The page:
As a result of a hit-and-run
driver striking a light truck driv
en by Francis Holt, Independence,
the truck was overturned and de
stroyed by fire yesterday after
noon on the road four miles east
of Independence, it was reported
here. Holt t escaped Injury.
The license number of the of
fending machine was not learned.
Holt reported 1t was a large, mar
oon eolored . sport model sedan
with California plates. There were
sereral women in the car and a
man driving. He thought It must
have been damaged on the right
side from the collision. . .' "
i ; ; m
Vets to Picnic X
Members of Hal Hibbard Camp,
U. S. War Veterans with their
families will hold their annual
picnic at Hagefs grove next Sun
day, August 23. Dinner will be
served at 1 o'clock. Members are
advised - to bring lunch baskets.
Coffee and Ice' cream will be
served by the Camp. : Visiting
"membrs"are welcome."' ' r -
L. GIROD LEADS
Average .600; , Adolph Gets
Bingle in Every? Game;:
Team Figure .344 'i
Lou Glrod, second baseman of
the Salem Senators, led the team
in hitting during the Portland
Valley league season with an im
pressive average of .400. and
shared honors with Rex Adolph
who has the distinction of having
garnered at least one safe bingle
in every lemgue game.
There were five games In
which Adolph hit safely only
ence, but he always came
through. He ranks fourth on the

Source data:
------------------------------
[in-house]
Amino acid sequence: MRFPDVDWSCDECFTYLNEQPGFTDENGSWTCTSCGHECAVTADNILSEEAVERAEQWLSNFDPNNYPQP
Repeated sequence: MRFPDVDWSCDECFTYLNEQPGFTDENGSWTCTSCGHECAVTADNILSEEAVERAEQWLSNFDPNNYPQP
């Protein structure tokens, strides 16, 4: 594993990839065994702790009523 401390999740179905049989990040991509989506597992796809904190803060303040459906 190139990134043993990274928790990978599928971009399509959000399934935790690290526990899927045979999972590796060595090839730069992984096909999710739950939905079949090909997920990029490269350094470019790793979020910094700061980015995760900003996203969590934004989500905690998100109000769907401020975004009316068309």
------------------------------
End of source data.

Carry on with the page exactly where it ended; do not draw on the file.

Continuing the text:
list with an average of .404
which Isn't ao poor in itself. Lou
Glrod also hit at least once -.in
every game he played, but Adolph
played In all of them and Glrod
did not. ; ; m
The 'story of how the Senators
won the league championship - is
easily discerned In " the hitting
record. The team average is
.344," with four men above the
.400 mark and seven more-above
The records used in compiling
these averages lack one game -of
belng complete, as no box score
was turned in tor the game at
AB H Pet.
L. Girod ...35 21 .600
Wilkinson 19 9 .474
Olinger ...32 13 .408
Adolph ...67 23 .404
Peterson .........25 9 .360
Ashby 14 5 .357
Foreman ...37 13 .351
Messenger 31 11 .344
Erickson 34 11 .324
Beck .22 7 .318
McClaln 29 9 .310
Kitchen 29 S .278
P. Glrod' 37 10 .270
Hughes .......... '8 2 .250
Edwards 4 1 .250
T. Glrod .52 12 -.231
Bruce .- 15 3 .200
Blackwell ; . . 5 0 .000
Totals-...'.., .485 17 .344
TRAMS BIG Bill
NATIONAL XfAOXTBS '
W. U IVt. w. 'Tu Vet.